Chile Verde/Rojo

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I may have discovered the cure for the common cold.

The trick is to add about 5 times as many hot peppers to a dish as you are supposed to. It makes eating into a sweaty workout, except that your nose runs instead of your feet. But it has the benefit of clearing sinuses and expunging that blocked bubble feeling in your head, to a point that I felt like I had taken… something stronger.

I find myself looking forward to fall, in part because it provides more of an excuse to do some real cooking. Summer is awesome for all the fresh produce, but most of the time I want to eat it cool, juicy, raw, right off the vine/bush/tree/etc. Not that I didn’t have some fun cooking adventures this summer. And I like fall for other reasons too—the color and smell of turning leaves, the cool air, the warmth of bright orange squash and pumpkins.

This dish has the good fortune to take advantage of both summer ingredients and fall weather. I am sure that it is in no way “authentic”; I combined a couple different recipes, as usual, but essentially threw together a bunch of ingredients, spices, and chiles (honestly I didn’t even know what kinds of chiles I had before dicing them and throwing them in the pot). But for 95% Maine ingredients (everything but the olive oil), I think this Southwest classic worked pretty well.

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I got the idea for chile verde from this recipe in Saveur, and when I got a cold last week I decided I needed it. Unfortunately I didn’t have any tomatillos on hand, which is why the verde turned into rojo. Worked just fine, although I imagine it would also be quite delicious with tomatillos.

Note on portions: this made enough for about 2 1/2 large bowls/servings. Good for just me, but make more if you want to share (recommended—spicy adventures are fun with a companion. But maybe hold back any extra chiles, unless you want whoever you are with to see you with tears and sweat streaming down your face).

Chile Verde
1 tsp cumin
1 tsp paprika
1/2 tsp coriander
1 onion
3-4 cloves garlic
1 sweet pepper
1 Anaheim pepper
1 serrano chile
1 jalapeño 
 more chiles, proportional to how much you like sweating or how bad your cold is
2 cups tomatillos, or tomatoes, chopped
Maybe 1/3 lb pork shoulder or chops, cubed
2 cups stock (chicken or vegetable), or water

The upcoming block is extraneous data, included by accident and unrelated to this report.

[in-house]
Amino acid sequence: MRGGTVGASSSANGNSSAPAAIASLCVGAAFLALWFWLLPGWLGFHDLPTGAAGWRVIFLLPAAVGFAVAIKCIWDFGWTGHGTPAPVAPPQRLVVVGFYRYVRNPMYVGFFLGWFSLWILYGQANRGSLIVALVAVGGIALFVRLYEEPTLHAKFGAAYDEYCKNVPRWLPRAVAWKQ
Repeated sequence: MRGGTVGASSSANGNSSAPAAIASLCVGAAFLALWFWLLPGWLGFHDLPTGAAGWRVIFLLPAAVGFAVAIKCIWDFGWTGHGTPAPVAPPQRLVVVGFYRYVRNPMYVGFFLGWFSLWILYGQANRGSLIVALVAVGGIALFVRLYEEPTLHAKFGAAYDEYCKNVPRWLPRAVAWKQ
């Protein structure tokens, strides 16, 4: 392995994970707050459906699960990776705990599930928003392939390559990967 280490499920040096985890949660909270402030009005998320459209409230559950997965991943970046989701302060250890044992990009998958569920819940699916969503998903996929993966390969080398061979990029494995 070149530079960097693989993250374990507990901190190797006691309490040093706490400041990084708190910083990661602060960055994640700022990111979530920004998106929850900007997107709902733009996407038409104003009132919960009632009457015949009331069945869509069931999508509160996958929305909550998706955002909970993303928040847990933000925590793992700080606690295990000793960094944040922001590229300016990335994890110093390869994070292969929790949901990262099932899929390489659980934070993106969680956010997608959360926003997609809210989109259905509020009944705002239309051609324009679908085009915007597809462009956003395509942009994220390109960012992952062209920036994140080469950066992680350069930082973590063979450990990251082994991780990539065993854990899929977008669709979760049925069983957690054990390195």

Cilantro, avocado, and lime, for garnish

Prep all the ingredients first: dice the veggies, mince the garlic and chiles. Add the spices to a big saucepan and cook for about a minute, until fragrant, then add the oil, onions, and garlic and sauté for a bit. Throw in the sweet peppers and chiles (don’t stand over it too much after adding the chiles—it might sting your eyes) and sauté until soft. Finally, add the tomatoes and simmer.

Meanwhile, if you have another pan, salt and pepper the pork, then brown it in a little oil. Once browned on all sides, pour in the stock and deglaze the pan (scrape up all the brown bits at the bottom of the pan). If you don’t have another pan, wait until the veggies are soft, take them out and put them on the side, then cook the pork.

Pour some of the stock into the veggies (or just add the veggies back to the pot, and take out the pork as you can), and put in your handy immersion blender to purée some of the tomatoes. Some chunks are okay, but it should be pretty puréed—this is what gives the chile body (alternatively, take some out and put it in a blender if you do not have a hand blender).

Add the pork back in and simmer with the lid on for at least 30 minutes, until pork is tender. If there is too much liquid, take the lid off for a bit.

Scoop into a large bowl, let it cool for a few minutes, then squeeze in a little lime and garnish with cilantro and avocado. Have some bread and napkins on hand, and enjoy.

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Other recipes suggest roasting the Anaheim peppers (and maybe others) before adding them. And obviously using tomatillos. You could also make a roux or a corn roux (corn flour and oil) and mix it in at the end to thicken the chile. And if you are of the total vegetarian disposition, omit the pork and it’ll turn into spicy tomato soup.

Eating this the next day was actually rather more of a pleasure because I could actually taste it, in addition to feeling the effects of the chile (one’s sense of taste is not improved by a cold). I assure you that the flavors are good, even when not overwhelmed by heat.

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